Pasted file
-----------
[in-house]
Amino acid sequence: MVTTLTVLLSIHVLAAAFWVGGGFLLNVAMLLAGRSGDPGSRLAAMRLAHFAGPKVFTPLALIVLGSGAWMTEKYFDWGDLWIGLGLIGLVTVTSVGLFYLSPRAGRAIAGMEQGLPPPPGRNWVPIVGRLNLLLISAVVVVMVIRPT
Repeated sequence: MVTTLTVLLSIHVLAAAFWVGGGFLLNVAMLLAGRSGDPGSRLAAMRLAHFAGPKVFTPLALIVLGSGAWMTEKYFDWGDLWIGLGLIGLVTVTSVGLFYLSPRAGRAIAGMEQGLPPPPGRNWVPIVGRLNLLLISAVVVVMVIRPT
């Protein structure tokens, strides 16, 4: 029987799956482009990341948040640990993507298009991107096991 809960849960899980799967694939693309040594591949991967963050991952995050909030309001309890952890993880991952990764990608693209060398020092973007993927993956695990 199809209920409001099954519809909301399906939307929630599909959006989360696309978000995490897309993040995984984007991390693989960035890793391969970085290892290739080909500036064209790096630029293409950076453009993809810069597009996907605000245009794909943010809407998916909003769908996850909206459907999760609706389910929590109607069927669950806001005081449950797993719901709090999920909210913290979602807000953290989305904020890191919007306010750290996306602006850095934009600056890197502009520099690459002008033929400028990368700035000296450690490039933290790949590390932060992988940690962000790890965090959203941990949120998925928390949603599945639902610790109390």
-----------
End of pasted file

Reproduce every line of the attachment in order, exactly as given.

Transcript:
[in-house]
Amino acid sequence: MVTTLTVLLSIHVLAAAFWVGGGFLLNVAMLLAGRSGDPGSRLAAMRLAHFAGPKVFTPLALIVLGSGAWMTEKYFDWGDLWIGLGLIGLVTVTSVGLFYLSPRAGRAIAGMEQGLPPPPGRNWVPIVGRLNLLLISAVVVVMVIRPT
Repeated sequence: MVTTLTVLLSIHVLAAAFWVGGGFLLNVAMLLAGRSGDPGSRLAAMRLAHFAGPKVFTPLALIVLGSGAWMTEKYFDWGDLWIGLGLIGLVTVTSVGLFYLSPRAGRAIAGMEQGLPPPPGRNWVPIVGRLNLLLISAVVVVMVIRPT
């Protein structure tokens, strides 16, 4: 029987799956482009990341948040640990993507298009991107096991 809960849960899980799967694939693309040594591949991967963050991952995050909030309001309890952890993880991952990764990608693209060398020092973007993927993956695990 199809209920409001099954519809909301399906939307929630599909959006989360696309978000995490897309993040995984984007991390693989960035890793391969970085290892290739080909500036064209790096630029293409950076453009993809810069597009996907605000245009794909943010809407998916909003769908996850909206459907999760609706389910929590109607069927669950806001005081449950797993719901709090999920909210913290979602807000953290989305904020890191919007306010750290996306602006850095934009600056890197502009520099690459002008033929400028990368700035000296450690490039933290790949590390932060992988940690962000790890965090959203941990949120998925928390949603599945639902610790109390």